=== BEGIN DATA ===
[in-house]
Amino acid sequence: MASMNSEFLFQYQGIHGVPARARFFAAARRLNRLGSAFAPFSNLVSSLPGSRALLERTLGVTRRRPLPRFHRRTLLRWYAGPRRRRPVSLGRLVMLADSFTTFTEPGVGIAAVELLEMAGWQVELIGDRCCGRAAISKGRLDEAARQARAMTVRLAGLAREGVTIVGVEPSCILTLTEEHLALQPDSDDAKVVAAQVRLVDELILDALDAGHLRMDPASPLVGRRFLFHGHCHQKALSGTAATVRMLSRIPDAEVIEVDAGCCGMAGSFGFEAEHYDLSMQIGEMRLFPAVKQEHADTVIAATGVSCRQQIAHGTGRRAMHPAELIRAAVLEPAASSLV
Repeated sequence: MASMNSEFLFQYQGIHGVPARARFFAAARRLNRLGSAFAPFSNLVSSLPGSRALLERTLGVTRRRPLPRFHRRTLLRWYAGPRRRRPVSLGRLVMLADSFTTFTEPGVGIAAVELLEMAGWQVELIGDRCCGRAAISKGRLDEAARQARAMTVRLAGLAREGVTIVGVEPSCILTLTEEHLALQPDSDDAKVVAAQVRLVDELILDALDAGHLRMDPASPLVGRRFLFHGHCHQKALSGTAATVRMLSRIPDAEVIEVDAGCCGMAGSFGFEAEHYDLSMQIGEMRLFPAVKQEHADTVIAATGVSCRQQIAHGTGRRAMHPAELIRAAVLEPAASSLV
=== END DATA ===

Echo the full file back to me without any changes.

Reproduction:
[in-house]
Amino acid sequence: MASMNSEFLFQYQGIHGVPARARFFAAARRLNRLGSAFAPFSNLVSSLPGSRALLERTLGVTRRRPLPRFHRRTLLRWYAGPRRRRPVSLGRLVMLADSFTTFTEPGVGIAAVELLEMAGWQVELIGDRCCGRAAISKGRLDEAARQARAMTVRLAGLAREGVTIVGVEPSCILTLTEEHLALQPDSDDAKVVAAQVRLVDELILDALDAGHLRMDPASPLVGRRFLFHGHCHQKALSGTAATVRMLSRIPDAEVIEVDAGCCGMAGSFGFEAEHYDLSMQIGEMRLFPAVKQEHADTVIAATGVSCRQQIAHGTGRRAMHPAELIRAAVLEPAASSLV
Repeated sequence: MASMNSEFLFQYQGIHGVPARARFFAAARRLNRLGSAFAPFSNLVSSLPGSRALLERTLGVTRRRPLPRFHRRTLLRWYAGPRRRRPVSLGRLVMLADSFTTFTEPGVGIAAVELLEMAGWQVELIGDRCCGRAAISKGRLDEAARQARAMTVRLAGLAREGVTIVGVEPSCILTLTEEHLALQPDSDDAKVVAAQVRLVDELILDALDAGHLRMDPASPLVGRRFLFHGHCHQKALSGTAATVRMLSRIPDAEVIEVDAGCCGMAGSFGFEAEHYDLSMQIGEMRLFPAVKQEHADTVIAATGVSCRQQIAHGTGRRAMHPAELIRAAVLEPAASSLV